Children are so often capable of a certain type of cruelty. It's a viciousness tinged with that innocence. Like lion cubs teething, they begin the gnawing. The awkward swats at each other's noses with over-sized paws they have yet to grow into.
As humans, we act out in a similar nature to organize a strange kind of pecking order.
Needless to say, I was picked on when I had so carelessly mentioned...that I was a mermaid.
It was 1987 and I was in 5th grade.
I was about 10 years old, when I'd let this morsel of thought slip out loud.
Already deemed an "odd kid" buy a few narrow-minded adults, I had a sharp philosophical streak and a tendency to wax poetic about life as I saw it, and how I felt as a person on the inside.
Other kids my age just didn't 'get it' and thought I was just weird.
Yet I'd get into deep discussions with teachers on life and the universe, my theories on how humans came to be on earth and the possibility of life in other galaxies. Like I said; I was an odd kid with a very scientific yet spiritual point of view. I was never, nor have I ever been of the crystal shard-wearing, tree-hugging hippie type, but man I could get pretty deep at times. Most of the time adults would just chalk that up to the lack of mental filter kids tend to exhibit. As you know, they just say whatever is on their mind.
Walking through the wooded area of the school playground with friends one afternoon, the discussion turned toward fantasy creatures and what our favorites were. What did we wish we could actually turn into if we had the power?
"a unicorn!" Melanie exclaimed.
"Well, I'd be a unicorn Pegasus", Kate countered.
"Mermaid", I said quietly over their innocent bickering over which was better. They stopped with their mouths still open.
"Yeah, I *am* a mermaid, actually." I said with more confidence as I chuckled to myself. It was that cheeky yet knowing self awareness of what my spirit totem was in life (for lack of a better term). These girls wouldn't have grasped this concept until adulthood. At least I can hope they might have at some point in life.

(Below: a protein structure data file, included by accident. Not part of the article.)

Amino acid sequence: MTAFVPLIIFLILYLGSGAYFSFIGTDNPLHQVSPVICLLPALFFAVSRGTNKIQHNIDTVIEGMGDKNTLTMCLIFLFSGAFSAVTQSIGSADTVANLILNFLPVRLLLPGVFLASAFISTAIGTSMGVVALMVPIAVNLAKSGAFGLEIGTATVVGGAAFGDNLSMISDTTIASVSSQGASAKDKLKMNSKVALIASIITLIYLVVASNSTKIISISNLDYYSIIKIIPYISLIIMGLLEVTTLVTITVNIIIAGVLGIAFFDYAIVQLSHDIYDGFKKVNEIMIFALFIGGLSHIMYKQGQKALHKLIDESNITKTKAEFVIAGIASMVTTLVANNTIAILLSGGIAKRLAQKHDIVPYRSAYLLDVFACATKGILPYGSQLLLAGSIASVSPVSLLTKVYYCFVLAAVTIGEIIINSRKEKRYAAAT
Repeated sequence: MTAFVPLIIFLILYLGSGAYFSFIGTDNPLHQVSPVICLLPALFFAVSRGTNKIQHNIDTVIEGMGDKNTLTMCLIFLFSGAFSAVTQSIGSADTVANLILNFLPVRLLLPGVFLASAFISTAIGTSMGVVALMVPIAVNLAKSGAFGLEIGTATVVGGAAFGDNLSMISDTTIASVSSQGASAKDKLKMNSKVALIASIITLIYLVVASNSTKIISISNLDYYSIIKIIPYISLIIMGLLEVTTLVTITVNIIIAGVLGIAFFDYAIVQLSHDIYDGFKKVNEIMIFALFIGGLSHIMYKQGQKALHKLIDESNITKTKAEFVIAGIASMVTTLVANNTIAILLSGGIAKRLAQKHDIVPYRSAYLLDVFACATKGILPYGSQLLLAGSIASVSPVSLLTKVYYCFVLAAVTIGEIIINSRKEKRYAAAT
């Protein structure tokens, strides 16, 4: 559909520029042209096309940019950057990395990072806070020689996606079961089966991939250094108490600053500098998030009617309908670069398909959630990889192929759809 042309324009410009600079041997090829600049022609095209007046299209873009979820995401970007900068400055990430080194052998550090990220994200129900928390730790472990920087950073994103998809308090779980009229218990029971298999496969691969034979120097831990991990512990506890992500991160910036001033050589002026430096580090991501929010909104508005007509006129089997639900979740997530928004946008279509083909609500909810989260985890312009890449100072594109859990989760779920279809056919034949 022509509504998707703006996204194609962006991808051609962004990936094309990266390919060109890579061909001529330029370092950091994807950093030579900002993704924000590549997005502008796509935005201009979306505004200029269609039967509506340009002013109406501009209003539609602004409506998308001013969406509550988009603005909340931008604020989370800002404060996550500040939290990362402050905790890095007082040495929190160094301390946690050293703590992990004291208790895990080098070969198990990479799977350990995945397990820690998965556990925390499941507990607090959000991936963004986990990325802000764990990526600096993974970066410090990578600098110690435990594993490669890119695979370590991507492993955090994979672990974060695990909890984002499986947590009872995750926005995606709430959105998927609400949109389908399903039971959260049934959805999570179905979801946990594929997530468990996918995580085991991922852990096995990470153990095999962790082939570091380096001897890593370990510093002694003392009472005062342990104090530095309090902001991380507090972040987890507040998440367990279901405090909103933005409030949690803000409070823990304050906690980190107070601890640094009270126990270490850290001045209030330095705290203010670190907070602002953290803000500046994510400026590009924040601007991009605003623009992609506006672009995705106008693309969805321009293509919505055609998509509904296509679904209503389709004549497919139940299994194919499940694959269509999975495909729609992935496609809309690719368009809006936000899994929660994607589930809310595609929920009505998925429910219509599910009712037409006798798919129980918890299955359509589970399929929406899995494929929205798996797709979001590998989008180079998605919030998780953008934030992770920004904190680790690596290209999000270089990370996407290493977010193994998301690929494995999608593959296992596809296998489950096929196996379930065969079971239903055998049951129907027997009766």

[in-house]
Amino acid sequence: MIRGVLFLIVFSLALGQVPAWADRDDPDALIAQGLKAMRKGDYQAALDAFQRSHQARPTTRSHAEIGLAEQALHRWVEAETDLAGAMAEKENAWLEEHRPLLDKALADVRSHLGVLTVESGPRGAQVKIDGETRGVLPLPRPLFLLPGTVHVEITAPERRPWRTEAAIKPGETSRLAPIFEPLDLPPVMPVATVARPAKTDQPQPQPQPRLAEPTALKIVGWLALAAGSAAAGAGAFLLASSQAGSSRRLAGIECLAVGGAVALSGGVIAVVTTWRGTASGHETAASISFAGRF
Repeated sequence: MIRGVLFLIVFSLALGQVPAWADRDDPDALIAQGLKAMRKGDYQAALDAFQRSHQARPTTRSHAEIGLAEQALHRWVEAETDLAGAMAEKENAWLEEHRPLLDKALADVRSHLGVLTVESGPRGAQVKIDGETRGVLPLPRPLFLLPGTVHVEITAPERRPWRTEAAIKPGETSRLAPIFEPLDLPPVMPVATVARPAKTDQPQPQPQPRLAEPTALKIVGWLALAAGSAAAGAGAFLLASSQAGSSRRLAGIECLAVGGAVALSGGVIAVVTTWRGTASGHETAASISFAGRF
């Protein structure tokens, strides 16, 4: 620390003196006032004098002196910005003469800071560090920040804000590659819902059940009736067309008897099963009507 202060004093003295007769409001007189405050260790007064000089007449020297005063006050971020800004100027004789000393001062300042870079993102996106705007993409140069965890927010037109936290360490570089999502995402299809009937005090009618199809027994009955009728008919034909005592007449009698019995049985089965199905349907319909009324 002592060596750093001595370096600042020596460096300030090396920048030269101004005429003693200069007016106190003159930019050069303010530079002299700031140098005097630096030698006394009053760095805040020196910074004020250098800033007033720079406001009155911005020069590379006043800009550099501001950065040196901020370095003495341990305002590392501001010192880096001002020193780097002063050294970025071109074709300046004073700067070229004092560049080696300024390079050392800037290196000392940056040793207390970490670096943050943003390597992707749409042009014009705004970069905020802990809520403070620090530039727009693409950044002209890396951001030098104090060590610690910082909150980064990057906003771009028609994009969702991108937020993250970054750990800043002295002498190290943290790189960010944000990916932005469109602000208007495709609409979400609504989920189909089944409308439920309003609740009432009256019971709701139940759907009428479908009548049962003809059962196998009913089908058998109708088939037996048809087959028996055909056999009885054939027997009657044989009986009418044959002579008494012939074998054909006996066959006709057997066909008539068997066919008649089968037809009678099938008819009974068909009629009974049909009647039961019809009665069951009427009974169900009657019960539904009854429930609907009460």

So they guffawed at me, poked and prodded me with questions and comments. Then the insults and name-calling began. I tried to tell them my admitting to 'being a mermaid' wasn't meant as something literal. In my mind, there was deeper spiritual meaning of calling myself a mermaid, yet I had the bad habit of thinking out loud.
I swam all the time then, was nearly born at sea when my mom's water broke on our sailboat.
I felt the pull of the ocean in my bones when I'd get too far from it (still do). Being out of the water for more than 48 hours without a swim somewhere, felt unnatural to me.
The other kids my age thought I was a freak for calling myself a mermaid so confidently. But the worst part was when they began to use it as an insult. As if it were a filthy word.
"Mermaid!" they'd snarl at me during recess, in the lunch line, on the bus and in class. It had become their alternate word for 'Liar'.
It was too much for me to bear, and the taunting followed me all the way through middle school.
Either due to the regular harassment, teachers or counselors trying to tell me to "take is as a compliment", or changing tastes as I became a teen, my love of all things mermaid had begun to wain a bit.
Yet my love of the ocean did not, and a few years ago I discovered something that made it all come back.
There, via the internet, an entire community of people living their lives as mermaids and merman. These 'Mers' operate at varying levels, of course. There are the hobbyists and the entertainers, some of which delve into oceanic conservation and have made major names for themselves as the face of the modern mermaid community. I've seen ages range from 15 to those in their 60s, so far.
So I begin my journey back to the mermaid I've hidden away, and this picture is my way of giving the middle finger to all those who ever told me I couldn't, that I was a freak, that I was a liar.
Well guess what? My Mahina Merfin just arrived, do I look like I'm doubting myself?
I didn't think so.